Following on from a meeting with Guide Dogs for the Blind Association during the Labour Party Conference last Autumn, Reading East MP Matt Rodda visited Berkshire Vision to listen to concerns from representatives about the challenges faced by the blind and visually-impaired community in relation to accessibility of public transport, as well as hear more about the work which they do with Guide Dogs.

Matt was interested to hear of particular issues such as mobility, especially for blind and visually-impaired people who often struggle to get out and about and not be socially isolated. Public transport provision was found to be a significant factor in helping or hindering this mobility, and the introduction of driver-only operated trains was highlighted as an area of concern over and above the widely-reported safety issues. The provision of a guard on board train services was felt to offer safety and inclusivity to blind and visually-impaired people, as well as assistance getting on or off the train.

 Jenny Pape, a Trustee of Berkshire Vision spoke of the discrimination she experienced when trying to use local taxi services; saying she had been refused access to a taxi due to having a guide dog -; the reason being given by the taxi driver that her dog, Kashmir, would moult hairs onto the car seats.

Jenny said:

Kashmir gives me confidence to go out on my own -; and I enjoy it. She’s my eyes and she keeps me safe. I worry that it [my independence] could be taken away from me.”

 Problems relating to the late timing of on-board bus announcements were also raised; especially as late announcements can cause the alighting from a service beyond a designated stop. Concerns about disorientation and route unfamiliarity by simply alighting from a bus just one stop too late can be the source of immense anxiety not only the visually-impaired person but also for the guide dog too.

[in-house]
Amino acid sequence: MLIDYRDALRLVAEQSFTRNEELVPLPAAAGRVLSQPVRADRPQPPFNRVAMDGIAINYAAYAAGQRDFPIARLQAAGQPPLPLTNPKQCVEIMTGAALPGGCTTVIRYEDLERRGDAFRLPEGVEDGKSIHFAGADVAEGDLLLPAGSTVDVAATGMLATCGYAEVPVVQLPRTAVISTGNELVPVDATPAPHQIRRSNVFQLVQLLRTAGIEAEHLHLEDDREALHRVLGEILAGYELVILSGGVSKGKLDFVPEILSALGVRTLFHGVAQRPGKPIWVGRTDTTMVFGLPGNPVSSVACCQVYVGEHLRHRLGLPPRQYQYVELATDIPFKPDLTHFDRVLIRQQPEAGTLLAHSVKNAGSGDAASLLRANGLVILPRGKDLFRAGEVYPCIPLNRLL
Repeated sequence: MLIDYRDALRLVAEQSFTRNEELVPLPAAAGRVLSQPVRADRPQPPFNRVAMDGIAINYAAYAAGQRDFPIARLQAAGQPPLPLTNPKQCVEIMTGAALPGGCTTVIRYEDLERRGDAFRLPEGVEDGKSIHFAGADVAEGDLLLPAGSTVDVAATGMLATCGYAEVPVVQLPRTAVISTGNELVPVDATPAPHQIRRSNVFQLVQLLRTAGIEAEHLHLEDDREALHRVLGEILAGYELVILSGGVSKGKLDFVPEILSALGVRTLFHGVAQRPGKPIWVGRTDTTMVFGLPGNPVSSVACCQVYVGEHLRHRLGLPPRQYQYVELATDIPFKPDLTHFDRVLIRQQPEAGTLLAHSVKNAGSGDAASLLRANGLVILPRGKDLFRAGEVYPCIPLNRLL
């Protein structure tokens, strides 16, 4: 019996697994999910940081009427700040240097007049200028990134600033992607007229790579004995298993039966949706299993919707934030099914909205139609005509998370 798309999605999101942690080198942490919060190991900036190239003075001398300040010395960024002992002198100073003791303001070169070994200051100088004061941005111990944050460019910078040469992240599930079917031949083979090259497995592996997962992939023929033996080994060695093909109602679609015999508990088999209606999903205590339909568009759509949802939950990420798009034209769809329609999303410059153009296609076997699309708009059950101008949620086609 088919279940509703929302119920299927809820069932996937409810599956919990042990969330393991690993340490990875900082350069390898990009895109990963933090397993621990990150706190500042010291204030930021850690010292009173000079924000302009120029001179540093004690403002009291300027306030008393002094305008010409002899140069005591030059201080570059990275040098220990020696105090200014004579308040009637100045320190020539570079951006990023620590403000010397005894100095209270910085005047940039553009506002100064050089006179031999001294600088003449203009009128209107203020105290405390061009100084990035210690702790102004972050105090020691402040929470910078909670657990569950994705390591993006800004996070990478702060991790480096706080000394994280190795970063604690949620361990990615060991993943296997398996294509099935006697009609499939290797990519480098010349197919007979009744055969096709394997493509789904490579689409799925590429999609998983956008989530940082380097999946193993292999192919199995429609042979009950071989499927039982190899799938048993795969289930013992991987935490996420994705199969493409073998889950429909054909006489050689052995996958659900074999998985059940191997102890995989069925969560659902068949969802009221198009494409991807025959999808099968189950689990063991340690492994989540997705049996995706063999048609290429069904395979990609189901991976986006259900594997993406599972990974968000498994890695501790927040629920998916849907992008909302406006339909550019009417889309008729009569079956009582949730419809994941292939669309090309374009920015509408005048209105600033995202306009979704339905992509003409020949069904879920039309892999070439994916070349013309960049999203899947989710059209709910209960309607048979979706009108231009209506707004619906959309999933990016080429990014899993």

Transport is our biggest issue”, said Clive Wood, Community Engagement Officer at Guide Dogs for the Blind Association, himself a visually-impaired person reliant upon the assistance of his guide dog, Winnie.

 He added:

Whether it is taxis, trains or buses -; visually-impaired people don’t do a lot spontaneously. Buses are the much preferred mode of transport for local visually-impaired people, but I would want to be able to use public transport just like anyone else. I don’t want to have to rely on segregated transport. Visually-impaired people are often vilified because they can’t get into work due to public transport issues.”

 Berkshire Vision holds clubs for many activities, including sports and crafts, as well as home visits. With increasing amounts of complex referrals, the charity undertook over 1,000 home visits in the past year.

 On the challenges faced by members using public transport, Berkshire Vision’s Chief Executive Officer Tom Conlin concluded:

There are only so many people that we can cater for with our own minibuses and our corps of volunteer drivers, so the availability of adequate public transport services is essential to ensure that our members are not prevented from participating in our social and leisure activities simply because they can’t get out and about.”

After his visit to Berkshire Vision, Matt said:

I am impressed with the wide range of services offered by Berkshire Vision whose aim is to support and engage with the blind and visually-impaired community in order to help them live full and enriched lives. However, I do share their concerns about social exclusion and isolation, particularly around the lack of adequate inclusive provision on our transport networks. I shall be engaging with other organisations and agencies to ensure that the considerations of our blind and visually-impaired community are always taken into account to promote social mobility and independence. I look forward to meeting with Berkshire Vision members again in the future to ascertain whether their voices are being heard on these important issues.”

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